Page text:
Speaking to HR directors at an event sponsored by Buck Consultants, Coulson-Thomas, author of books including Winning Companies: Winning People and Developing Directors and A Handbook For Building An Effective Boardroom Team, said useful board members recognise that their duty is not to themselves but to the value they are bringing to the business. But too many are afraid, he said, of looking foolish and end up being "nodding donkeys". Using the financial sector as an example, he added: "The boards of banks had the A-teams of the City establishment. But they were incapable of asking any questions. These people just went with the flow."
The essence of a good board is balance and the ability to make a decision, something a "lot of bright people are incapable of doing," said Coulson-Thomas. One of the main problems is in the recruitment of non-executive directors, he believed, as he attacked search companies for being "very superficial".
HRDs often have difficulty in influencing boards, Coulson-Thomas conceded, but this need not be the case. Building a relationship with the chairman and company secretary is crucial to gaining this influence. Those HRDs who succeed here are able to cut through the distractions and focus the board on the impact of its decisions on the customer and on differentiating the company.
The HR director community has long desired to have a seat at the top table in their respective companies. Yet HRDs often lack input at board level. While some may be at the senior team level, others may be reporting to an operations director or finance director.
Based on our own experiences and comments at the HR Leaders Club event, we have outlined some suggestions for how HRDs can have more board-level input, even if they are never invited to be a board member:
- Own succession and talent management plans that are linked to business priorities
- Be the leader in corporate governance around board activity, including leadership assessment and board rotation
- Engage the top team in key people decisions and resulting HR priorities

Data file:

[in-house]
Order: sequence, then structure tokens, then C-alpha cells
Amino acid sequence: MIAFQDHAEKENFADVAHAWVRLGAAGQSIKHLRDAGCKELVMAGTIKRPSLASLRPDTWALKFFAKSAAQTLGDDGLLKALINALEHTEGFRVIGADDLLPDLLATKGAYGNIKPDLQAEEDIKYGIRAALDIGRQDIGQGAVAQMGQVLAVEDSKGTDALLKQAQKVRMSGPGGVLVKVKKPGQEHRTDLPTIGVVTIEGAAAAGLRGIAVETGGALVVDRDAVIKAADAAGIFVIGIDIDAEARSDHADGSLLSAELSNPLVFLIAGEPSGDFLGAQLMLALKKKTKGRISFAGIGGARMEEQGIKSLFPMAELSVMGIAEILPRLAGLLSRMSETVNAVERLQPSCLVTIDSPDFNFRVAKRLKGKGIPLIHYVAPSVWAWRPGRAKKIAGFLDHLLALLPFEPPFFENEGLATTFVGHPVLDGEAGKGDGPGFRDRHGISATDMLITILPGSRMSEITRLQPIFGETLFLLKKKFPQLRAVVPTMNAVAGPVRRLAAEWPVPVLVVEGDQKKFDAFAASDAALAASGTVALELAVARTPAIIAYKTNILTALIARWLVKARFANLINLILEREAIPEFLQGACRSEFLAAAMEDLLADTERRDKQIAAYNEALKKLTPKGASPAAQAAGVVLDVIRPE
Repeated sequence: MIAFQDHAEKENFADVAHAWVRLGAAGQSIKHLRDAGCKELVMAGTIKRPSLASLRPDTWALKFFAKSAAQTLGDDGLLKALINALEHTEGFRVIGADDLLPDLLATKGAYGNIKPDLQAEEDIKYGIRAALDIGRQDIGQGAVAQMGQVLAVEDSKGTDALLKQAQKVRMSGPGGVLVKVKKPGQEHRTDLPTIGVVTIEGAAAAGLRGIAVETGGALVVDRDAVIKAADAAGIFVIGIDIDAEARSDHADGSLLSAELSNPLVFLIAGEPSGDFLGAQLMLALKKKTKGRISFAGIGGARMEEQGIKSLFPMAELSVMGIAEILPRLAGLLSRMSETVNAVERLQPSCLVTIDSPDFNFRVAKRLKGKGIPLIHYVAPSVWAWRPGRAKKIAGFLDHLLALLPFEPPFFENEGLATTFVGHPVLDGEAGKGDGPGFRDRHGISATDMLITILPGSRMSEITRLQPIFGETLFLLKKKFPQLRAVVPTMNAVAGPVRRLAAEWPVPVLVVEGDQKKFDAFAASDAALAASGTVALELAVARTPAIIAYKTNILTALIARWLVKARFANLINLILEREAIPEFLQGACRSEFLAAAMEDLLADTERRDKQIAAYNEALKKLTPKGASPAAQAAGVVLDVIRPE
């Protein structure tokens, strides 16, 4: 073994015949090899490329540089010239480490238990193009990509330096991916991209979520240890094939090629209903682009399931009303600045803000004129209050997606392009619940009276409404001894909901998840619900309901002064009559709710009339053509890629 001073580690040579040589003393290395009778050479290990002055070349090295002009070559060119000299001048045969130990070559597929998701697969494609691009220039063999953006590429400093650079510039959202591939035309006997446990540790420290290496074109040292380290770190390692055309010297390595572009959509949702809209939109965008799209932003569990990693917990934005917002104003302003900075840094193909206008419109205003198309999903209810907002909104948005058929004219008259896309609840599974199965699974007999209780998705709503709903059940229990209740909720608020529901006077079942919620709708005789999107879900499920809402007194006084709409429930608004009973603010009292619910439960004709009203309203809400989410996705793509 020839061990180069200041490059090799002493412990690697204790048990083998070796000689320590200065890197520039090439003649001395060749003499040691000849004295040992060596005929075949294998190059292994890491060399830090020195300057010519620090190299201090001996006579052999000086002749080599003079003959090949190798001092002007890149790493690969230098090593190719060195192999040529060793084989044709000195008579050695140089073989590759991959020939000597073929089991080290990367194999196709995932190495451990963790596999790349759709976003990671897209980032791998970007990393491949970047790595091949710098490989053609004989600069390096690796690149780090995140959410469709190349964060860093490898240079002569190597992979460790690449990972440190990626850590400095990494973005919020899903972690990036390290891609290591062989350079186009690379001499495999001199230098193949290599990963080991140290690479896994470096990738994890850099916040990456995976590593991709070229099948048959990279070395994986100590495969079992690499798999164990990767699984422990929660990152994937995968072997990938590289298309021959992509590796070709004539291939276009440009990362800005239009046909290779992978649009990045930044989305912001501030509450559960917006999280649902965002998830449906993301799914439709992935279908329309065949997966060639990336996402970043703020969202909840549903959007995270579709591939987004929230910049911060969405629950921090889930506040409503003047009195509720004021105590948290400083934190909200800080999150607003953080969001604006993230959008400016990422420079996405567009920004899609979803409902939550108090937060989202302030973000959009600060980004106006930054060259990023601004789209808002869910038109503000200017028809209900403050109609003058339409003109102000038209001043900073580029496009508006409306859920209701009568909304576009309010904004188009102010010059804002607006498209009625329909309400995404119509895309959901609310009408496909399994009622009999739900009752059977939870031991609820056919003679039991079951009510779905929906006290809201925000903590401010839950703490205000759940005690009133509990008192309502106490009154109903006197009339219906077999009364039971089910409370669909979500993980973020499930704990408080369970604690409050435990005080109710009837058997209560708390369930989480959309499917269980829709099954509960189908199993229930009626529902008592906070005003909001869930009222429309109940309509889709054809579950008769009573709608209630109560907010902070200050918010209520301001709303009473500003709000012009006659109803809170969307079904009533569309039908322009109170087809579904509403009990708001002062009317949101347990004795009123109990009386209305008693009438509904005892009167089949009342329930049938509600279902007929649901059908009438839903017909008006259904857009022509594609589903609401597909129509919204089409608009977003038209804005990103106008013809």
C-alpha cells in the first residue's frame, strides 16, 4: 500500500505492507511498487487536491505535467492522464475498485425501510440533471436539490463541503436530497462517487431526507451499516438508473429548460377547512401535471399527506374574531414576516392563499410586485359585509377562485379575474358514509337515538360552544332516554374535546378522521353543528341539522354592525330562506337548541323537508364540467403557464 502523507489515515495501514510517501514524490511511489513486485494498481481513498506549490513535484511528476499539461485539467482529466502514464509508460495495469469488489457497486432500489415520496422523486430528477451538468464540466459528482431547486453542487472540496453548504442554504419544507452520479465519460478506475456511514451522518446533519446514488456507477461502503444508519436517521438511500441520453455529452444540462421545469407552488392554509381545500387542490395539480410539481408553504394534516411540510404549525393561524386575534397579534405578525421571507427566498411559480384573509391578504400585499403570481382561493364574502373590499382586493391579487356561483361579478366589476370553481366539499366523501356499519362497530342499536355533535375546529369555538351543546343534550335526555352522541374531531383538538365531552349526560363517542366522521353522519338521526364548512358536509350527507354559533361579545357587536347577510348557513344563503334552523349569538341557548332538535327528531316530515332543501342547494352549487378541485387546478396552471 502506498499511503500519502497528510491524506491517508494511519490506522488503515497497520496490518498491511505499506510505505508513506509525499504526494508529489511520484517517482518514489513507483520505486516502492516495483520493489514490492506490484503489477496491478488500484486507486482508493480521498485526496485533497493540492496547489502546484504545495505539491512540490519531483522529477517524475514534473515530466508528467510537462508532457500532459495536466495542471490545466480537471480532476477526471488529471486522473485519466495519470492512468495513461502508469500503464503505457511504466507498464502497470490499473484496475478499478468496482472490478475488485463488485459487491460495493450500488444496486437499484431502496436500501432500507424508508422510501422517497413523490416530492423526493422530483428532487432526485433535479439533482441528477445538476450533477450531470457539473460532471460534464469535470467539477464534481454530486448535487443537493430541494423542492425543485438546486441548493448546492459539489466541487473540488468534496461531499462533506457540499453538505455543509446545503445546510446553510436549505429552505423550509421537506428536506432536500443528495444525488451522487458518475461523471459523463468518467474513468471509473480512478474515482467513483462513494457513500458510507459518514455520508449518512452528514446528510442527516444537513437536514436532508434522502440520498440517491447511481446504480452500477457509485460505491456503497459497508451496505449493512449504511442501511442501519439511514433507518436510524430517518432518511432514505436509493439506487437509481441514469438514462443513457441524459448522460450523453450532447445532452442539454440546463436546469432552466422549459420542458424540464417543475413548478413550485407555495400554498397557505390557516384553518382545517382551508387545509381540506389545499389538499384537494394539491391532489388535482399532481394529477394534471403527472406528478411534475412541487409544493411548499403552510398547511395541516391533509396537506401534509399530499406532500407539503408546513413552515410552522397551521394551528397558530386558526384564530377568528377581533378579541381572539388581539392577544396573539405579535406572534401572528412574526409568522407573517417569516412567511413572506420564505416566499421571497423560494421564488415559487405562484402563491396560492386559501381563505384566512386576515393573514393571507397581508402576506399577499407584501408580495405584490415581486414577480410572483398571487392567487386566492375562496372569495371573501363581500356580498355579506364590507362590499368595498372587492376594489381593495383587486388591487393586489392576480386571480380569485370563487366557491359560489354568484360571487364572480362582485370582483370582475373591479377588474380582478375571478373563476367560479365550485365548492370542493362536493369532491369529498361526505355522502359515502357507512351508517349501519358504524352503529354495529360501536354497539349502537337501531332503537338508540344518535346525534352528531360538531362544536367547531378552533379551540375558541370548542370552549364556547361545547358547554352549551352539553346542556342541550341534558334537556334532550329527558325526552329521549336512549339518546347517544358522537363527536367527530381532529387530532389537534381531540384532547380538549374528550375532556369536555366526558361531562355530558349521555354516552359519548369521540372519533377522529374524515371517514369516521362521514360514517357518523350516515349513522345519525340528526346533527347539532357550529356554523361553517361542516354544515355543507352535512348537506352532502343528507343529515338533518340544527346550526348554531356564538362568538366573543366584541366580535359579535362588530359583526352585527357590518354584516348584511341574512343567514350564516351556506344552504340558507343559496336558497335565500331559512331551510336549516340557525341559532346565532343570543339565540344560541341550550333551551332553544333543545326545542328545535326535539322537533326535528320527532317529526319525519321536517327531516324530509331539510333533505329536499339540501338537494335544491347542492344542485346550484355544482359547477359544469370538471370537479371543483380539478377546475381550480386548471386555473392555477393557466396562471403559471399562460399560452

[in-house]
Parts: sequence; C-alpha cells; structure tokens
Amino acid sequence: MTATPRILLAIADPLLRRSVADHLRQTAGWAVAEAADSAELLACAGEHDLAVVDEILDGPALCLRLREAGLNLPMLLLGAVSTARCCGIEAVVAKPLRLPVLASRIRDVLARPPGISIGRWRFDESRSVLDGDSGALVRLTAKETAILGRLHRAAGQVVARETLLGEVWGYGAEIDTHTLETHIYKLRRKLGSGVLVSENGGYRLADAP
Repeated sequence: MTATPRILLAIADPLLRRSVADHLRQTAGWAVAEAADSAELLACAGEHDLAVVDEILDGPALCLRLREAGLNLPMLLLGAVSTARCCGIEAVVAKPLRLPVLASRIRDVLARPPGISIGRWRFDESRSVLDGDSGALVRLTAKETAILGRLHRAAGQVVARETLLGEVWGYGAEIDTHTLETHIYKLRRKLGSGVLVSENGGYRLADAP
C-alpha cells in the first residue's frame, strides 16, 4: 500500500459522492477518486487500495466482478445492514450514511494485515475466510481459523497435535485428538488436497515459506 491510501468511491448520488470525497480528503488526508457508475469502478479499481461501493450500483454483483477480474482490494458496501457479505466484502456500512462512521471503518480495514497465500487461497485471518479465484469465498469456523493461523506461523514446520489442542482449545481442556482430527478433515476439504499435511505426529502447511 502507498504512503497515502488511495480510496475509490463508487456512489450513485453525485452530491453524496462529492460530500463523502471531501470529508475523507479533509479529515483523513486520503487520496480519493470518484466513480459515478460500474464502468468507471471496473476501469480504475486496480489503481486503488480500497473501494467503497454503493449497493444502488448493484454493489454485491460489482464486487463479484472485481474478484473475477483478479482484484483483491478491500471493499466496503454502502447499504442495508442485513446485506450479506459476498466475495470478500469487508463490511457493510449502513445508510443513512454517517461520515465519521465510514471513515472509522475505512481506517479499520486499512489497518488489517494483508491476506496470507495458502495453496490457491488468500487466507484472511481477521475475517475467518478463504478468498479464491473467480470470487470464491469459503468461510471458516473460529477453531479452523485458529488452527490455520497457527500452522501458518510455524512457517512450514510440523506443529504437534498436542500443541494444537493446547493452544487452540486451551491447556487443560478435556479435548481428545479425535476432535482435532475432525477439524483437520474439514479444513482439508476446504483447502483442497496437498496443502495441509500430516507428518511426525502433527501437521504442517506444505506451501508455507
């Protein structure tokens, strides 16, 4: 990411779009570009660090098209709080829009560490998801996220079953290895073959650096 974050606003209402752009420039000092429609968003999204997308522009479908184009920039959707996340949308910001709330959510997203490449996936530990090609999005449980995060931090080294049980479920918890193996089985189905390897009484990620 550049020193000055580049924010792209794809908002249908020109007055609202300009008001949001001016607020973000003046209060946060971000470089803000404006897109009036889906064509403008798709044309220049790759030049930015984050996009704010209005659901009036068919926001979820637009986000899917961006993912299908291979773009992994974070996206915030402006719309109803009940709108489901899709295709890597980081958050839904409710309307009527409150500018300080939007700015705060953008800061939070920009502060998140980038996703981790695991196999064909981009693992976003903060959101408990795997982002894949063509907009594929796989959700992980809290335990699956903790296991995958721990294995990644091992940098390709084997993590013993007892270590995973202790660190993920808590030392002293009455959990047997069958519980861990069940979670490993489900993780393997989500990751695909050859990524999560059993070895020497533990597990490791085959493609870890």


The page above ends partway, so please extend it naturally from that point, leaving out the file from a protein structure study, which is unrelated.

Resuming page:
The ownership of succession and talent management plans is a straightforward way to gain access to board-level conversations. This is an important part of risk management for a company. In concert with line management, the HRD who facilitates the process of identifying critical positions, key talent and development opportunities has a compelling reason to meet with the MD and the board.
The increased visibility around board governance provides an opportunity for HRDs to ensure board membership meets company standards. HRDs can propose to conduct regular board member assessments, leveraging a third party to combine this analysis with leadership development.
In most companies, the annual strategy planning cycle allows an HRD to engage the top team around people decisions that flow from business choices. An HRD should analyse strategy session outputs and the company financials, in order to highlight trends and challenges that will impact on people decisions, such as whether to recruit a new workforce to meet a business need or to retrain existing staff in the new direction. The sum total of people decisions that flow from the business direction will determine an HRD's priorities. Such an approach gives them a reason to meet with the MD and the board - to take them through the analysis, people implications and decisions, as well as HR priorities.
While there may not be many opportunities for HRDs to sit on a board, there is much they can input. Improving risk management through ownership of succession planning, helping to improve board governance and linking business decisions to HR priorities are all significant opportunities to influence board-level thinking. What is needed is a confident HRD armed with robust and validated proposals for the way forward.
- Anna Marie Detert is head of human capital, Buck Consultants.
This article was first published on Human Resources